Adam Curtis, “All Watched Over by Machines of Loving Grace (Episode 2: The Uses and Abuses of Vegetational Concepts)” (2011)
Second episode in his documentary trilogy of how humans have surrendered their power to technology and technological systems, Adam Curtis’s “The Uses and Abuses of Vegetational Concepts” looks at how rival theories dreamt up by a botanist / socialist and a military man in South Africa in the 1920s came to influence concepts of the self-organising system in systems engineering, environmental studies and studies of human behaviour which fed into popular culture. The idea of self-organising systems posits that individuals are equal players in a system where they co-operate to achieve equilibrium and balance and that this balance is a good thing. There are no hierarchies or notions of coalitions and alliances that compete for power. The idea became popular in new fields of science such as cybernetics and migrated to studies of nature where biologists and ecologists alike believed that natural systems “strove” for stability and after disasters or other disturbances could restore themselves to their original balance. The idea also became popular among hippie counter-cultures in the West in the 1960s and many young people established communes in which they all expected to live as equals in harmony.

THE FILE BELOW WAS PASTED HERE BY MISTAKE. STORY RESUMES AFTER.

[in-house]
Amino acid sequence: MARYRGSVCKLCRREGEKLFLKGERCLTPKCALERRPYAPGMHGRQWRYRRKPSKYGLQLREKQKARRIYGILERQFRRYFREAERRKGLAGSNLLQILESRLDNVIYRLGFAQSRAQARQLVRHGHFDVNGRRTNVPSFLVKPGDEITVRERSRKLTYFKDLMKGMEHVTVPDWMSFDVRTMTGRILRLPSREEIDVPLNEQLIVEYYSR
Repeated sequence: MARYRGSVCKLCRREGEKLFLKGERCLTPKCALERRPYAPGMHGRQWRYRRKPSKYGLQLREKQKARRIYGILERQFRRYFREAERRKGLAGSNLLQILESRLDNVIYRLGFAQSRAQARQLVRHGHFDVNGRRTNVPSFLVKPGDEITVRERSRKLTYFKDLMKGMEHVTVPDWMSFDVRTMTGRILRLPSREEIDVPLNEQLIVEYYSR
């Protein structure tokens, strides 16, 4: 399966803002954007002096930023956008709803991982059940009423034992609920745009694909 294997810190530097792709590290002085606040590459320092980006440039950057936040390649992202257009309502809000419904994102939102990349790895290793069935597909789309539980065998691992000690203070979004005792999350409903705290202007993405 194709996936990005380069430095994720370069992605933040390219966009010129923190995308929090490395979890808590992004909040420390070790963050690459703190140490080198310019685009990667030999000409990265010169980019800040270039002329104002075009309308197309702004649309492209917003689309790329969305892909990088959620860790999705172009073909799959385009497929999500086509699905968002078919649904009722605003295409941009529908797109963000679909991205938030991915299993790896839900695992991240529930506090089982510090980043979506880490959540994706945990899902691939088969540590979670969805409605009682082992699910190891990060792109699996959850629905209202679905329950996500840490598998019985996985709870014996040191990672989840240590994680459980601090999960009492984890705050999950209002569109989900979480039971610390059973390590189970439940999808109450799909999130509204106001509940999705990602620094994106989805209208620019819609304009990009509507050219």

Curtis’s documentary proposes that the concept of the self-organising system, rooted in idealistic socialist concepts of British botanist Arthur Tansley on the one hand and in Field Marshal Jan Smuts’s fantasy of a steady-state British empire in which everyone and everything knows its place in a stable hierarchy on the other, will ultimately fail in real situations. In the 1970s, biologists and ecologists discovered that natural ecosystems don’t have an in-built stability. Human societies that try to abolish hierarchies and alliances and which sweep away old political and social institutions can become authoritarian and bullying, as students of the English Civil War in the 1640s, the French Revolution in the 1790s and the Russian Revolution in 1917 and their respective aftermaths will know. Yet the fantasy of spontaneous, self-directed reform movements erupting from youth remains attractive.
Curtis appears to be on steadier ground in this episode than in his previous “Love and Power” and the premise of “The Uses and Abuses …” looks very plausible at first sight. There is one problem and that revolves around what Curtis means by “stability” in self-organising natural systems: is he referring to a stasis where nothing ever changes or to an active stability where a network is just balanced but the balance changes constantly? Natural ecosystems may in fact be making continual adjustments and changes even when these aren’t apparent to the eye; if they are not examples of self-organising systems, then what is? Another problem is that natural ecosystems are not closed systems (ie, ones that receive no inputs from outside) where the balance actually tends towards greater disorganisation or randomness (entropy). Likewise human societies are not completely closed systems and, as long as there is some physical or intellectual input, tensions will always exist between the tendency towards hierarchy and social conservatism, and the tendency towards a less-structured and freer structure where social mobility is possible and frequent. Most societies around the world have such tensions.